Dr. Berkowitz called for a combined effort of healthcare solutions and policy changes. He spoke about the benefits of community-supported nutritional programs and policy reforms that aim to break down these barriers. To effectively tackle food insecurity, he emphasized the vital roles of community involvement and policy advocacy. He suggested advocating for improved social safety nets and fair food distribution, supporting local food banks and health programs, and educating others about how health connects with economic and social factors. By getting involved in these ways, everyone can contribute to a deeper understanding and drive meaningful change in their communities.

The insights from Dr. Berkowitz shed light on the connection between food insecurity and health and emphasize how every one of us has a part to play in addressing these challenges. The Forge AHEAD Center is dedicated to sparking change and enabling our community to achieve better health through informed collective action.

Your participation is crucial as we continue to advocate for systemic changes and pursue health equity for everyone. Join us in turning these insights into meaningful community action.

View the recording of the presentation below.

Join us at our next seminar in May, where we will host Michele Allen, M.D., MS, associate professor at the University of Minnesota Medical School and one of the leads of the C2DREAM Center (another P50 NIH-funded center part of the Health Equity Action Network), and Kene Orakwue, MPH, doctoral student at the University of Minnesota Twin Cities for their presentation titled, “Racism as a foundational contributor to inequities across multiple chronic diseases”. For more details and registration, please visit this page.

Pioneering Paths to Maternal Health Equity: Dr. Sharon J. Herring’s Visit Illuminates Solutions at February FAC Seminar

Pioneering Paths to Maternal Health Equity: Dr. Sharon J. Herring’s Visit Illuminates Solutions at February FAC Seminar

The Forge AHEAD Center’s (FAC) Scientific Seminar Series recently featured Sharon J. Herring, MD, MPH, an associate professor at the Lewis Katz School of Medicine. In collaboration with the Nutrition Obesity Research Center (NORC) and FAC, Dr. Herring’s visit marks a significant stride toward health equity.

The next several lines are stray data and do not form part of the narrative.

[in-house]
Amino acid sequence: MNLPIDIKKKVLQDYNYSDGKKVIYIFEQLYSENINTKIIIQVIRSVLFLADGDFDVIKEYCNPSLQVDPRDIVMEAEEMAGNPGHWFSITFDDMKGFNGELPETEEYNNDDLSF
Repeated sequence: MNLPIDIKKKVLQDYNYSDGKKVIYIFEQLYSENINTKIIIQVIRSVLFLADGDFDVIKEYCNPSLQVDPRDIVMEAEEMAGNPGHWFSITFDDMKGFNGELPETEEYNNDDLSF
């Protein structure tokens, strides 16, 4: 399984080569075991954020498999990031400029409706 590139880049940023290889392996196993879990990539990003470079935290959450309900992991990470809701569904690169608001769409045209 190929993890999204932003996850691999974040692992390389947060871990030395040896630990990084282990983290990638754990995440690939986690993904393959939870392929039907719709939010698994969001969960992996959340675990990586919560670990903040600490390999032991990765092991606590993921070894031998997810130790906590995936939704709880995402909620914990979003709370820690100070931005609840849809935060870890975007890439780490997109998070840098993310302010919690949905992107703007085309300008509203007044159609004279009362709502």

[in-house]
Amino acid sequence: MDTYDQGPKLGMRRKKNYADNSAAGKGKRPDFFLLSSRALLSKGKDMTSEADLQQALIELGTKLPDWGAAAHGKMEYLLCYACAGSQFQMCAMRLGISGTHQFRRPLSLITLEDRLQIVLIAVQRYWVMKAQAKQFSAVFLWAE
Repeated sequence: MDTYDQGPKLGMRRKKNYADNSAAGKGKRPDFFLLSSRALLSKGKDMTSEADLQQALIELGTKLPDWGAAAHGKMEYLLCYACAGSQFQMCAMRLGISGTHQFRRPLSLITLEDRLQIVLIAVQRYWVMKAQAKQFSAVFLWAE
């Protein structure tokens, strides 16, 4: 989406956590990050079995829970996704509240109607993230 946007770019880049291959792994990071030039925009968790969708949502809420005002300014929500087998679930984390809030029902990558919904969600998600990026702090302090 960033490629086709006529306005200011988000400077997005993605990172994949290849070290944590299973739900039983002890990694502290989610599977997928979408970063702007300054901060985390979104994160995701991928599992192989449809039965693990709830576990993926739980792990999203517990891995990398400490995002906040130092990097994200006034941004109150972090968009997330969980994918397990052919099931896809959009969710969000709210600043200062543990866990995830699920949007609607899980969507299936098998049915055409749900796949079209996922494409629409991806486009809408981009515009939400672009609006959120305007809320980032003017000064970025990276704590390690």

The event kicked off with a lunch meeting where Dr. Herring shared her insights with FAC Pilot Award Scholars and Early-Stage Investigators at UAB, including Camille Worthington, Shena Gazaway, and Kaylee Crockett. This precursor set the stage for Dr. Herring’s compelling presentation, “Addressing Maternal Mortality: Advancing Community-Engaged Solutions,” highlighting the urgent need to tackle racial disparities in maternal health outcomes through community-driven solutions.

Our community, especially Black Americans and low-income populations in the Deep South, faces significant health disparities, notably in maternal health. Dr. Herring’s presentation shone a light on hope, featuring initiatives like Project HEAR and Change of HEART, focused on addressing trauma, building trust, and enhancing community engagement in maternal healthcare.

The Forge AHEAD Center is committed to diminishing health disparities through impactful research, education, and direct community engagement. Dr. Herring’s work underscores the significant impact of our collective efforts, pushing us closer to a future where health equity is not just an ideal but a reality.

Dr. Herring’s insights emphasize the urgency of the Forge AHEAD mission beyond maternal health, calling for systemic changes and community-driven solutions across all aspects of health equity. This collaborative endeavor is crucial in addressing the health disparities that plague our communities, highlighting the importance of informed action and advocacy for a healthier future for everyone.

View the recording of the presentation below.

Join Us for the Next Seminar: Your participation is crucial in driving our mission forward. Learn how you can be part of the change at our upcoming March seminar event. For details and registration, please visit this page.

Inaugural Forge AHEAD Seminar – A Meaningful Start

Inaugural Forge AHEAD Seminar – A Meaningful Start

Forge AHEAD kicked off the Center’s monthly seminar series on April 26, 2023 as twenty-one attendees from 3 states and multiple institutions gathered on Zoom for a presentation by Drs. Tina Kempin Reuter and Casey Herman. These two presenters shared the results of our their mixed-methods research on the Impact of the COVID-19 Pandemic for family members and caregivers of people with disabilities and chronic diseases. The presentation included sobering feedback from the caregiver community and shed light on the needs of the high-risk population that feels unseen and underrepresented. The summary of Drs. Kempin Reuter and Herman inspired discussion of actionable points, the need for community partner input in research, and advocating for human rights as a motivator for change.

Thank you to our presenters and attendees for the meaningful hour together!

View the recording of the presentation below.